Dickens’ Christmas Carol, first published in December 1843, is credited with reinventing Christmas as a time of festivity and merriment, of goodwill to all men, re-introducing trees, cards and celebrations to a period previously characterised by sombreness and sobriety.
A Christmas Carol has since become a touchstone of how we should behave, particularly towards our fellow man, over the festive period.
Sadly, a coda for how we should conduct ourselves on social media is still widely lacking in a year where the newspapers have reported a wide range of social misdemeanors from the hilariously incompetent – the tweets of footballers and cricketers for example, to the incredibly sad – the worst cases of teenage bullying.
So here’s my Dickens inspired five point plan on how we can all change our ways and be less Scrooge-like on Social Media in 2014.
1. Be Sociable
Scrooge turns down his nephew Fred’s invitation to dinner, preferring to spend Christmas Eve alone. He just doesn’t see the point.
The social media equivalent is to decline to follow, like or engage with anyone at all on social media channels.
Scrooge may have riches, family, a house and people who want to be his friend, but if he refuses to engage with them, well the Ghost of Christmas future shows how that turns out for him.
2. Be Positive
Scrooge rudely turns away two gentleman collecting money to feed the poor and variously calls Christmas ‘humbug’ and ‘a poor excuse for picking a man’s pocket every 25th December’.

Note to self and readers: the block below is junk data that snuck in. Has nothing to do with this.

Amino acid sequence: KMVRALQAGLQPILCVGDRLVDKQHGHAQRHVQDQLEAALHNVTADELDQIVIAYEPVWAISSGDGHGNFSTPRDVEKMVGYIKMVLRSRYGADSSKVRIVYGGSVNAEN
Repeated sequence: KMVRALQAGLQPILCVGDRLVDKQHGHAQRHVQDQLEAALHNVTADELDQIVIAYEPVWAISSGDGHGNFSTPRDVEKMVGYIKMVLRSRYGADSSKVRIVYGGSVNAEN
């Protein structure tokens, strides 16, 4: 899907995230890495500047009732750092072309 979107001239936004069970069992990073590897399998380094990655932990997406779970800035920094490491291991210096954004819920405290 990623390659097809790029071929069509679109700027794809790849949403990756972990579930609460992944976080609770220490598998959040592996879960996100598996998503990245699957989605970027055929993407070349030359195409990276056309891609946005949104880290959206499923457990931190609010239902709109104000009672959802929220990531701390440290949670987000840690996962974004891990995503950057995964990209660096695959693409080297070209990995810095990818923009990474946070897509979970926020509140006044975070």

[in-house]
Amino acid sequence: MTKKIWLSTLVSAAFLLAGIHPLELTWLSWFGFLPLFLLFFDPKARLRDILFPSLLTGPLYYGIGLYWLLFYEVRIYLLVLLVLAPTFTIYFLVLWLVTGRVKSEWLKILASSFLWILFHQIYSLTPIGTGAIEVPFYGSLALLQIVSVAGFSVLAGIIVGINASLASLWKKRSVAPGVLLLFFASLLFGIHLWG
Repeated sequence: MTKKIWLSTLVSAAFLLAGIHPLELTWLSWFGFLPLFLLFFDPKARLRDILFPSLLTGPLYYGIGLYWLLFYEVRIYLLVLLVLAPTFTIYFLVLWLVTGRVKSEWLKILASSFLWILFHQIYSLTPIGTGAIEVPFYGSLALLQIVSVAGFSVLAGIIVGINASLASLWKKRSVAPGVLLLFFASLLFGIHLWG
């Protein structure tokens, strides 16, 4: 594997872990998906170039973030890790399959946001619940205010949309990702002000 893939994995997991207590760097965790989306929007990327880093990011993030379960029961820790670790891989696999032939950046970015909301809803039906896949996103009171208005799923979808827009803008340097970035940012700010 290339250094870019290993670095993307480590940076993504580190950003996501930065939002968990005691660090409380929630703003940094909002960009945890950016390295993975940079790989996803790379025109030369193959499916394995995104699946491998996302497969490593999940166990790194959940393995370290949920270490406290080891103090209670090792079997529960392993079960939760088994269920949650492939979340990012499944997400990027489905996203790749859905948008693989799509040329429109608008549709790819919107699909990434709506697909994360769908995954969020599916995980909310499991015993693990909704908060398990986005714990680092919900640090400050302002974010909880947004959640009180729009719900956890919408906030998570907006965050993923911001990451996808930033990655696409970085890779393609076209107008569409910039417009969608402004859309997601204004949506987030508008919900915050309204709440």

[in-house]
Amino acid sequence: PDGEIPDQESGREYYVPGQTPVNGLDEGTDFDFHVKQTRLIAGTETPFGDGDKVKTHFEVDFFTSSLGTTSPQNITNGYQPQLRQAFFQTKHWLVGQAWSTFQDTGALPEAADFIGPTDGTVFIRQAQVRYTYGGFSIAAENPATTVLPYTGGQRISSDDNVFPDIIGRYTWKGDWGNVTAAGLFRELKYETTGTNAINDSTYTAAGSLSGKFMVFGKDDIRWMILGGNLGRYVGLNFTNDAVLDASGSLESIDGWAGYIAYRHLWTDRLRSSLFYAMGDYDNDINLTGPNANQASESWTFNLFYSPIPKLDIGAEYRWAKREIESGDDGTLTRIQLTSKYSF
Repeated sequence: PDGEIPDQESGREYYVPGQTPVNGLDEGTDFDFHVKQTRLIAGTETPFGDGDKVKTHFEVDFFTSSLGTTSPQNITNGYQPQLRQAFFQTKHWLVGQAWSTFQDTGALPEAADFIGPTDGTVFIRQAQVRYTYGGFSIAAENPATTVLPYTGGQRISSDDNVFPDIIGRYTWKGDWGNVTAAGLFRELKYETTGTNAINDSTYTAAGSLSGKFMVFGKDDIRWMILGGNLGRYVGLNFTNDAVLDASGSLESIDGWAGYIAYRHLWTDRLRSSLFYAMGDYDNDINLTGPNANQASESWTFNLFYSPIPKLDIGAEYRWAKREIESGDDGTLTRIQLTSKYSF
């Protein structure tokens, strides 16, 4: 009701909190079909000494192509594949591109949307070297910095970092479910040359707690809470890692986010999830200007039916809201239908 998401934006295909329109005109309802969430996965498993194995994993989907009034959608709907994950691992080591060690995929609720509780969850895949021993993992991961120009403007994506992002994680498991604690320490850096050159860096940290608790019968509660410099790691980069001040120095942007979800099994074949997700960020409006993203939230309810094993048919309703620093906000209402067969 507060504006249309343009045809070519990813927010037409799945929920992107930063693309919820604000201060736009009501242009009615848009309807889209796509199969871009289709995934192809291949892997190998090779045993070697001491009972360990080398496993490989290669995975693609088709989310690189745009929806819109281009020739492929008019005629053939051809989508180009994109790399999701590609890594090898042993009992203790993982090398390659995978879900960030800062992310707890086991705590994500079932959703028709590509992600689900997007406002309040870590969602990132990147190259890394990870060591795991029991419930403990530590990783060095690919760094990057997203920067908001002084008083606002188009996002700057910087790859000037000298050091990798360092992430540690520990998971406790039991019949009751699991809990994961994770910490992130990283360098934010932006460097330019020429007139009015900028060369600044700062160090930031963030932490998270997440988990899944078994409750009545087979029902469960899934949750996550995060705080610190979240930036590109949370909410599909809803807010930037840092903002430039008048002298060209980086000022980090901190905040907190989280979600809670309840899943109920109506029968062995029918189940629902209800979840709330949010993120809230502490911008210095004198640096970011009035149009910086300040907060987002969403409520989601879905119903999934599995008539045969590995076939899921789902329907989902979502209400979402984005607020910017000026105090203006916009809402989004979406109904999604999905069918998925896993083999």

In modern terms, Scrooge is a troll – a disagreeable old buzzard who treats other people’s enthusiasm for Christmas as sport for him to knock down.
Social Media is about adding to the debate, not shooting down other people’s views just because you don’t share them. Apply Thumper’s Law: if you can’t say something nice, don’t say anything at all.
3. Be Generous
The life force of social media is liking and following people because you’re interested in what they have to say and the content they post. So be generous, ‘like’ things on Facebook, re-tweet and re-pin stuff, share and follow, even if there is no obvious monetary value to doing so.
Unlike Scrooge and his business partner Marley - If these guys were on social media (I doubt they’d bother) they’d never share anything and follow no one, occasionally broadcasting the odd self-congratulatory message perhaps.
4. Take Advice
It takes three ghosts to persuade stubborn old Ebenezer that his philosophy is wrong. If you’re a business or brand, you need experienced (but hopefully not dead) advisers to create good social media strategies.
You also need good original content and community management run by people who know what they’re doing. Left to his own devices, Scrooge has clearly not done a good job managing his own publicity. Notorious rather than famous, he’s become, in fact, a cautionary tale.
Social media channels may be free but good content and manpower is not. When Scrooge finally sees the error of his ways, Christmas moves from an avoidable cost to an important investment and he invests in it.
He sends a prize turkey to his assistant Bob Cratchit and gives him a pay rise. He spends the day with his nephew’s family and treats everyone with kindness, generosity and compassion, which is then returned.
The future for the reformed, sociable Scrooge looks very positive.
We can all be a bit Scrooge-like from time to time on social media, but we also have the same chance to mend our ways.
Merry Christmas one and all!